Uganda launches locally developed Anti-Tick Vaccine

Agriculture Minister Frank Tumwebaze administers the first anti-tick vaccine for field trials at MBAZARDI (PHOTO/Courtesy)

Uganda has launched its first-ever anti-tick vaccine in the country after it has completed the second to last stages of final approval for use.

The vaccine was produced by Ugandan scientists under the National Agricultural Research Organisation (NARO)

Frank Tumwebaze, the Minister of Agriculture, Animal Industry and Fisheries unveiled the anti-tick vaccine to the farmers at NARO’s Mbarara Zonal Agricultural Research and Development Institute (MBAZARDI) on Thursday, October 27.

Tumwebaze said the scientists have put the vaccine’s efficacy so far at 88%.

“The trials will be done in all ecological zones of the country,” Tumwebaze said, describing the event as a great day for the farming fraternity.

“The success of the Anti-Tick Vaccine will also position Uganda among model countries in the fight against ticks which according to the UNFAO impact about 80 percent of the world’s cattle population,” Tumwebaze said.

He added that if this works out as the scientists have assured him, Uganda will have registered a major breakthrough in animal disease control and livestock development generally.

NARO says it has produced a total of 3,000 doses of the candidate vaccines ready for trials and that that they will be carried out in Masindi, Ibanda, Apac and Nabilatuk districts.

On his part, Gen. David Kasura-Kyomukama, the Permanent Secretary at Ministry of Agriculture, said the ministry is convinced that, if successful, the Anti-Tick Vaccine will save farmers millions of shillings lost in controlling ticks and loss of animals to Tick-borne diseases.

Dr. Yona Baguma, the NARO Deputy Director General Research Coordination, said the candidate anti-tick vaccines were developed by extraction and isolation of conserved ticks proteins from local ticks collected from the 10 agro ecological zones of Uganda.

The development of the Anti-Tick Vaccine through NARO is one of the steps taken to control parasites in the Animal sub-sector.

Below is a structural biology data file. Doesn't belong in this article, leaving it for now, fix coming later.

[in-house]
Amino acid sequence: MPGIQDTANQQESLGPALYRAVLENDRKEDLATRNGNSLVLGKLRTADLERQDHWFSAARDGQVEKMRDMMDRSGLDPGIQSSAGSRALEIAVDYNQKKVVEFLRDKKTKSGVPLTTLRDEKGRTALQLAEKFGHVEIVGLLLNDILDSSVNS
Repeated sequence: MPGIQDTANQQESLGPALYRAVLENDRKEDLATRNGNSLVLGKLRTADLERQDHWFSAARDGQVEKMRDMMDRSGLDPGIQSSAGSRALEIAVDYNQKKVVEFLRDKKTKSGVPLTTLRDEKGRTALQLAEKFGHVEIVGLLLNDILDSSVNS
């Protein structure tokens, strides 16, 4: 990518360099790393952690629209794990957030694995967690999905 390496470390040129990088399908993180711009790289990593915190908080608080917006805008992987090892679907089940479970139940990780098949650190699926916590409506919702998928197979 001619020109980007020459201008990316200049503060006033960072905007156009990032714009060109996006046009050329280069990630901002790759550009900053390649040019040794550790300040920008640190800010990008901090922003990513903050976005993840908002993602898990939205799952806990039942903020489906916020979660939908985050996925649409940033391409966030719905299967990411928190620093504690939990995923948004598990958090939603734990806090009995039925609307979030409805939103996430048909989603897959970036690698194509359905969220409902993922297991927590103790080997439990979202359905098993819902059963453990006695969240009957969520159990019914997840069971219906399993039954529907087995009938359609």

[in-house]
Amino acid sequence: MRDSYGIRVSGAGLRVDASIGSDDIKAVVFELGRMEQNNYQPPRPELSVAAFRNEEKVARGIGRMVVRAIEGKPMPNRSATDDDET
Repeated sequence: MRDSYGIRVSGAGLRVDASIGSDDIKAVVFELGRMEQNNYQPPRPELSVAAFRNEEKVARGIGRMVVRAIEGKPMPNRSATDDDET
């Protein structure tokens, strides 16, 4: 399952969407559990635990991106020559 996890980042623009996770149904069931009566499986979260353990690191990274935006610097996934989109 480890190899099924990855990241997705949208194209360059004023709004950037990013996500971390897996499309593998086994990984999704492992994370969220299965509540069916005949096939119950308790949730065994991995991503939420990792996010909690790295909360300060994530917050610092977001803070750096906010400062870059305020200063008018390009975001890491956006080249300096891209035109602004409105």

Ticks are responsible for the spread of a number of diseases including Lyme disease, babesiosis, ehrlichiosis, Rocky Mountain Spotted Fever, anaplasmosis, Southern Tick-Associated Rash Illness, Tick-Borne Relapsing Fever, and tularemia.

In Africa, Tick-Borne Diseases (TBDs) are considered an important livestock disease challenge, especially among smallholder farms in East, Central, and Southern Africa. In Uganda, the favourable equatorial climatic conditions suitable for livestock production also support several tick populations, which enhances the transmission of TBDs.

Over 75% of total losses of cattle in Uganda is attributed to TTBDs, and control costs for TTBDs in cattle account for 86% of the total animal disease control costs. East Coast fever (ECF) is responsible for about half of all calf deaths in the pastoral and agro-pastoral production systems.

The majority of the cattle reared in Uganda is located within a “cattle corridor” which occupies a proportion of approximately 44% of Ugandas total land area from the south to the north-central part of the country.

Overall, the animal resources-based industry in Uganda is estimated to contribute 17% of the national Gross Domestic Product (GDP), which is worth approximately USD 4.7 billion (Uganda presidential advisory committee, 2017). Unfortunately, the industry is plagued by various constraints, among which TTBDs rank high.

The costs of controlling tick-borne diseases in Uganda constitute around 80% of the total annual costs to control livestock diseases in the country. For example, annually, ECF can kill 30% of newborn calves of indigenous cattle and up to 100% of crossbred or pure cattle.

TBD is responsible for significant economic losses to farmers through debility, direct mortality, morbidity, loss of milk, and control costs in the purchase of acaricides, chemotherapy, and vaccination.

Whereas production losses due to Tick- & Tick-Borne Diseases (TTBDs) are more pronounced among exotic cattle breeds and their crosses, native indigenous cattle, especially calves and adults in a state of endemic instability are also affected.

In Uganda, the loss caused by TTBDs is estimated at over USD 1.1 billion annually.

The losses are realised as calf mortality (30% of the calf crop dies), farm disease prevention and control, farm input costs, loss in milk (USD 187 million) and meat production (USD 472 million), and blood loss (USD 26 million).  The country imports 378,000 liters of acaricides and 83,000 litres of associated drugs, causing an annual forex outflow worth over USD 83.3 million.

Once the NARO Anti-tick vaccine is licensed by the regulatory authorities for use, most of the losses associated with ticks and tick-borne diseases incurred along the livestock industry value production will be no more.

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